September 14, 2012
Written By Chloe Lutts Jensen
In today’s Stock Market Crash Course, we look at the market’s technical health to see if the QE3 spike can be sustained. Experts quoted include John Bollinger, Clif Droke and Dr. Marvin Appel and Gerald Appel. Click below to watch the video.
Chloe Lutts, Editor of Dick Davis Investment Digest and Dick Davis Dividend Digest
Chloe Lutts is the editor of Dick Davis Investment Digest and Dick Davis Dividend Digest, and the third generation of the Lutts family to join the family business. For each Digest, Chloe reads hundreds of investment newsletters to select the strongest ideas for her readers. Prior to joining the Dick Davis Digests, Chloe was a financial reporter for Debtwire, a division of the Financial Times, covering fixed income, and before that, she reported on global debt markets for Institutional Investor. She also has previous experience at Cabot, writing about growing momentum stocks for Cabot Top Ten Trader and high-potential small companies for Cabot Small-Cap Confidential. She holds a B.A. in International Relations from Brown University, and also studied in Beijing and Paris.
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The main focus this week has been on policy issues affecting the stock market, from the German court’s bailout ruling to yesterday’s QE3 announcement from the Fed. Yesterday’s Fed announcement was obviously the biggest news, sending the broad markets significantly higher. But I don’t like to focus too closely on the news here, so we’re going to take a slightly longer view and look at the technical patterns developing in the market over the past couple weeks, and what yesterday’s spike could mean in that context.
The situation coming into this week was summed up nicely in John Bollinger’s Capital Growth Letter, Monday. He wrote:
“Friday turned last week into a pretty big week for stocks with some important breakouts, but not a lot of confirmation. However, both the daily and weekly versions of the NYSE Advance – Decline Line recorded new highs last week, a factor that suggests that the market is still internally strong. We still remain constructive on stocks, but note that risk and uncertainty remain high. One of the things I worried about was a lack of new highs, but Thursday and Friday’s strength carried NYSE new highs to a six-month high. Color me cautiously long, with an eye out for trouble.”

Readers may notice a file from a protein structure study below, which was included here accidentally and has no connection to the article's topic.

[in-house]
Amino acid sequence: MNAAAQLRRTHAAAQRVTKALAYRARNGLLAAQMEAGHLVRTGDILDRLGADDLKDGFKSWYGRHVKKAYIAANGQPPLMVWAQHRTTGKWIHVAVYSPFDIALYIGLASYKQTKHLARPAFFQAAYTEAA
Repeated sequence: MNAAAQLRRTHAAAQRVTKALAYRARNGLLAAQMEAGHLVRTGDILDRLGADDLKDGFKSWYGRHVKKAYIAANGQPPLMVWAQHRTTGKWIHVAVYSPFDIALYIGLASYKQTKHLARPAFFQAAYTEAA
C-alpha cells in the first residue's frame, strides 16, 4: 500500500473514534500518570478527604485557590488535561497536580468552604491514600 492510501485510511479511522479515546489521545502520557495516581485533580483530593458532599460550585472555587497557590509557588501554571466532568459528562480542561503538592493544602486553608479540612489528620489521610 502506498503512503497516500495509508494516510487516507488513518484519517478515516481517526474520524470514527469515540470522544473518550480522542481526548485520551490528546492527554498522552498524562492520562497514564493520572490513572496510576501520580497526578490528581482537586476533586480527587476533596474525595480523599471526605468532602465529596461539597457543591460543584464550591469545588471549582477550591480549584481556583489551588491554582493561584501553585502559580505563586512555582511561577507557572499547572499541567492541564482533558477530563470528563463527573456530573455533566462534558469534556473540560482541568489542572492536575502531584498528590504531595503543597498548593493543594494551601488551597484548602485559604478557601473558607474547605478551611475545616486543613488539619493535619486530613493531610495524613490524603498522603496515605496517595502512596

Clif Droke, Editor of Momentum Strategies Report, noted a continuing positive trend in the advance-decline line this week, writing on Thursday:
“The NYSE Advance-Decline Line has made a new high as of Wednesday. This tends to precede higher highs in the major indices.
“Meanwhile the NYSE 52-week new high-new lows continue to show demand for stocks on an incremental basis. The number of stocks making new highs has been expanding of late while the new lows have kept well below 20. This shows that there are no internal selling pressures, at least on an immediate basis.
“The continued strength reflected in the daily new highs-new lows has also filtered into the Hi-Lo Momentum Indicator series known as HILMO. All eight of the internal momentum indicators are currently rising with six of the eight indicators confirming the recent new high in the S&P 500. An example of the strength of the dominant intermediate-term internal momentum indicators is shown below.
“Until at least the short-term HILMO indicators reverse their upward trend the path of least resistance remains up for the broad market.”
So with all those indicators looking strong, I don’t see any reason why Thursday’s spike shouldn’t be confirmed and extended in the days ahead.
Our final technical indicator today comes from Dr. Marvin Appel and Gerald Appel, Systems & Forecasts, who wrote a piece earlier this week under the headline: “Small cap resurgence is a bullish indicator.” They looked at a small cap index, the Russell 2000, and compared it to the S&P to get an idea of how aggressive or bullish investors are feeling. In this top chart here they’ve plotted the strength of the Russell 2000 represented by the iShares Russell 2000 Index fund, IWM, against the S&P 500, represented by the S&P 500 SPDR, SPY. Here’s their analysis of the chart:
“The Russell 2000 Index was a leader of the market advance during the first quarter of the year. However, from the end of March through July, IWM lagged the S&P 500 in relative strength. …
“The good news is the change in relative strength in IWM which started at the beginning of August has now begun to favor IWM for the first time in four months. The ratio of IWM / SPY is rising and making a series of higher highs and higher lows, forming an uptrend from the bottom of the range that has been in effect since August, 2010. Bottoms in the relative strength ratio IWM/SPY have corresponded with tradeable rallies in IWM on three previous occasions: October 2009, August 2010 and October 2011.
So the relative strength of small caps here is definitely a bullish sign. The Appels conclude:
“To sum up … Prices are holding steady, and volume patterns that I follow are moving into a buy zone where good buying opportunities develop. I therefore recommend giving the market the benefit of the doubt even though we are entering the September-October period where historically the market has had some sharp moves to the downside.”